Actually, this new study from anti-gun academics in California reveals two big issues with gun bans (beyond the obvious constitutional challenges that come from banning commonly-owned and protected arms); they encourage law breaking and they tend to cause sales of the banned items to actually increase.
Researchers at UC-San Diego (I mistakenly identified the academics as UC-Davis employees on today’s Bearing Arms’ Cam & Co, and I regret the error) took a look at what happened in Massachusetts in 2016, when Attorney General Maura Healey abruptly announced that the state’s ban on so-called assault weapons had been wrongly interpreted since it went into law back in the mid-1990s, and that the law actually applied to almost every semi-automatic rifle sold in the state. Gun store owners were told they could no longer sell any of these guns in their possession, but according to the California researchers, compliance was mixed at best.
In the five business days following Healey’s announcement, sales of semi-automatic rifles soared by more than 500%, though in 2017 the researchers found a 66% decline in sales. The problem is that according to the anti-gun academics, under Healey’s new reading of the old law sales should have been down 100%.
“Our research suggests new firearm restrictions require enforcement to gain full compliance,” said Kenneth C. Wilbur, professor of marketing and analytics at the Rady School and co-author of the study. “If the market complied fully with the Enforcement Notice, then assault rifle sales should have been zero in 2017. The data clearly show that not all firearm sellers and buyers complied with firearm restrictions. In fact, they directly reported their own noncompliance to the state government.”
Considering these buyers and sellers allegedly reported their non-compliance, my guess is that the vast majority of them had no idea that they were violating Healey’s interpretation of the law. But it is true that getting gun owners to comply with new infringements on their Second Amendment rights can be difficult, from the large numbers of New Yorkers who refused to register their guns with the state to the lack of magazines turned over to law enforcement after New Jersey banned the possession of “high capacity” mags that can hold more than ten rounds of ammunition.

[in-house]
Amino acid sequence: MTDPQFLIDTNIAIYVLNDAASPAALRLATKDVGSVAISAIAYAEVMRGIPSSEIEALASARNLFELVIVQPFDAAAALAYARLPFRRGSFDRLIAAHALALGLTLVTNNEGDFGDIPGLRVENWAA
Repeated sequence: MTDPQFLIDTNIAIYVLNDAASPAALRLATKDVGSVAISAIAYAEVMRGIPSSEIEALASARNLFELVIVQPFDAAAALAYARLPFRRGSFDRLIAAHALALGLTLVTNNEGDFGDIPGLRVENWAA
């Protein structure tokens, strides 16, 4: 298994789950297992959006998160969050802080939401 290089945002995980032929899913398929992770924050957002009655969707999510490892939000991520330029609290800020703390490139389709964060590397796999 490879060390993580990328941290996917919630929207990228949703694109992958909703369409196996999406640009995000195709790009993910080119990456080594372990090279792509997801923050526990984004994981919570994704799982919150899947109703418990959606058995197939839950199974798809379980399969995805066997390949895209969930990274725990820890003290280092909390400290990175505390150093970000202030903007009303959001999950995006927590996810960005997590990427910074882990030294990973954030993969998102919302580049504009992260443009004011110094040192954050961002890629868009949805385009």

How do the researchers propose to deal with that inconvenient fact? Other than that vague talk about the need for enforcement, they don’t really have an answer.
They also don’t have much to offer anti-gun politicians when it comes to another uncomfortable truth for gun ban fans; as soon as those plans become public, interest in the guns themselves tends to dramatically increase.
“The Massachusetts Enforcement Notice was seen as a surprise,” Wilbur said. “Our research suggests that if a politician or a regulatory body wants to restrict weapons, they should design both their policy changes and their communications about their policy changes very carefully.”
He added, “We see a direct correspondence in increased gun sales following mass shootings. Most of that is probably driven by purchaser concern about new weapon restrictions. Manufacturers both benefit from those concerns and actively promote them. Policymakers also need to be proactive in communicating their message on the topic clearly to constituents.”
Now, if you needed any evidence that this study is slanted towards an anti-gun point of view, Wilbur’s assertion, made without a scintilla of evidence, that gun makers actively promote concern about new gun control laws following a mass shooting should do it.
Frankly, gun makers don’t need to say anything. Gun control activists themselves have been using high-profile shootings to demand new bans and restrictions for so long that many Americans reflexively head to their local gun store to purchase a firearm in those circumstances because they know the left will be calling for a crackdown on our constitutional rights. The uncertainty that drives those sales is about whether politicians in Congress or their state legislatures will respond to an act of criminal violence by curtailing our right to keep and bear arms.
While this research may not tell gun owners anything they didn’t already know, I’m guessing that it will come as a bitter disappointment to many gun control activists who sincerely believe that new laws are all that are needed to turn violent criminals into peaceful people and American gun owners into unarmed citizens. Instead, gun bans are likely to be met with civil disobedience and noncompliance, and the announcement of the ban itself tends to spark a surge in sales before it can be implemented.
Not that I expect any of that to change the hearts or minds of the average anti-gunner. But at least they can’t be surprised when their bans fail to touch violent crime or get rid of the guns they’ve declared off-limits to law-abiding citizens.